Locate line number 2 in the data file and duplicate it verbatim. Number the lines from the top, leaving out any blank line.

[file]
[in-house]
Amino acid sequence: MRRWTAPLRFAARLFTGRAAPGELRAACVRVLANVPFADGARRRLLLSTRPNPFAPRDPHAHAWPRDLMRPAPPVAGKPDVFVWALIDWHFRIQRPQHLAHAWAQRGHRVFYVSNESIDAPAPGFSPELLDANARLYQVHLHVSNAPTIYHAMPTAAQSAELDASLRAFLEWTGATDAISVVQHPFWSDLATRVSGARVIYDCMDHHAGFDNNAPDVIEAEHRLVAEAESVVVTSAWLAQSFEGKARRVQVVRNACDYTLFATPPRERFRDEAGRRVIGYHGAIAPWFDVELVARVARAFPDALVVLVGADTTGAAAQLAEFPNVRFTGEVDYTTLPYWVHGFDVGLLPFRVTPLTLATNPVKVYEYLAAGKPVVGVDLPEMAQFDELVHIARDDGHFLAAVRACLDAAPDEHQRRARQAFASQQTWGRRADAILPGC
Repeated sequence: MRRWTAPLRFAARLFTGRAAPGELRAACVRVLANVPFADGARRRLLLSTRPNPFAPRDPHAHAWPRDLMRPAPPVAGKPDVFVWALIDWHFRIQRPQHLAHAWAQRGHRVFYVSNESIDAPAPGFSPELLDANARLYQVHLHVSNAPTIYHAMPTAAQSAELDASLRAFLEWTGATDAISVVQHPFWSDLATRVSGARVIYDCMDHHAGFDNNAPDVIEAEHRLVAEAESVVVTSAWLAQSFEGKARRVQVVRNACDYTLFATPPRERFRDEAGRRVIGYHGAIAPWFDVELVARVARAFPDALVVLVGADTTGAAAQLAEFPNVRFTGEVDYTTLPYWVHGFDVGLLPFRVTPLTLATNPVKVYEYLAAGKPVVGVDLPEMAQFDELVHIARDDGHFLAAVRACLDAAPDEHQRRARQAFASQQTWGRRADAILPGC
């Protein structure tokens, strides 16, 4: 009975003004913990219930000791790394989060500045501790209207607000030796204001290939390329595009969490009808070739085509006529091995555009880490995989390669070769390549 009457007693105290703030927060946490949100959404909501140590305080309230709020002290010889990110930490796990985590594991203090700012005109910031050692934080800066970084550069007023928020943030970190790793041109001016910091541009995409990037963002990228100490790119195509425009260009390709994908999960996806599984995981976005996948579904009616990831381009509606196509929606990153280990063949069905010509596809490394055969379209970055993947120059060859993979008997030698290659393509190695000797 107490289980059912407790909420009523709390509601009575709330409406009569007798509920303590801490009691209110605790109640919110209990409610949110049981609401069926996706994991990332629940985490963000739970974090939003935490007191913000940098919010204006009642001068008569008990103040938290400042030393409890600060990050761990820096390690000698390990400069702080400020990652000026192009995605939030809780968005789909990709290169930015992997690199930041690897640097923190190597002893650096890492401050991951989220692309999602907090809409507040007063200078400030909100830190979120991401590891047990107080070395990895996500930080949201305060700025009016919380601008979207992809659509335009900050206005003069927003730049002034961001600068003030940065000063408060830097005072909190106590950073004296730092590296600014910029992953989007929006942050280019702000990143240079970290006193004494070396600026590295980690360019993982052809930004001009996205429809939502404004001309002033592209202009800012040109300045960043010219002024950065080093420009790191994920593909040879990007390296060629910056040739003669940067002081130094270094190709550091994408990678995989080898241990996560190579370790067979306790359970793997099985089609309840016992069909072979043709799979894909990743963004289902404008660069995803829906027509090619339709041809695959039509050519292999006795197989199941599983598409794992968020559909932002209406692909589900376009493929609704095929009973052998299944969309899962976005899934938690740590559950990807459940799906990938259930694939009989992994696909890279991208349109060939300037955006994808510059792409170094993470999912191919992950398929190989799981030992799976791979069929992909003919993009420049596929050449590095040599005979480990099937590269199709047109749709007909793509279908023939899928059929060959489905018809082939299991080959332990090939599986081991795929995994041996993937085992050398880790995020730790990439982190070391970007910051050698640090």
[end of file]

Amino acid sequence: MRRWTAPLRFAARLFTGRAAPGELRAACVRVLANVPFADGARRRLLLSTRPNPFAPRDPHAHAWPRDLMRPAPPVAGKPDVFVWALIDWHFRIQRPQHLAHAWAQRGHRVFYVSNESIDAPAPGFSPELLDANARLYQVHLHVSNAPTIYHAMPTAAQSAELDASLRAFLEWTGATDAISVVQHPFWSDLATRVSGARVIYDCMDHHAGFDNNAPDVIEAEHRLVAEAESVVVTSAWLAQSFEGKARRVQVVRNACDYTLFATPPRERFRDEAGRRVIGYHGAIAPWFDVELVARVARAFPDALVVLVGADTTGAAAQLAEFPNVRFTGEVDYTTLPYWVHGFDVGLLPFRVTPLTLATNPVKVYEYLAAGKPVVGVDLPEMAQFDELVHIARDDGHFLAAVRACLDAAPDEHQRRARQAFASQQTWGRRADAILPGC